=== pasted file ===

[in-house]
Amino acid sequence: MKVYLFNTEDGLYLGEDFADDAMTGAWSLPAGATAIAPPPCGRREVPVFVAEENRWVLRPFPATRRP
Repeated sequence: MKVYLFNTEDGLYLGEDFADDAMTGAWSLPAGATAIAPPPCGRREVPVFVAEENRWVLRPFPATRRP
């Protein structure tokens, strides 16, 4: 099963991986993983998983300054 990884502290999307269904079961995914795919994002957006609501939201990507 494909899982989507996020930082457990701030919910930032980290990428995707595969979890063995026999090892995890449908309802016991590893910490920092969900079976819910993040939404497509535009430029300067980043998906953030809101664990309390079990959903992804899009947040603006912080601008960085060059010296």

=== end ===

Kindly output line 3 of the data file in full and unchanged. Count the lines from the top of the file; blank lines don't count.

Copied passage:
Repeated sequence: MKVYLFNTEDGLYLGEDFADDAMTGAWSLPAGATAIAPPPCGRREVPVFVAEENRWVLRPFPATRRP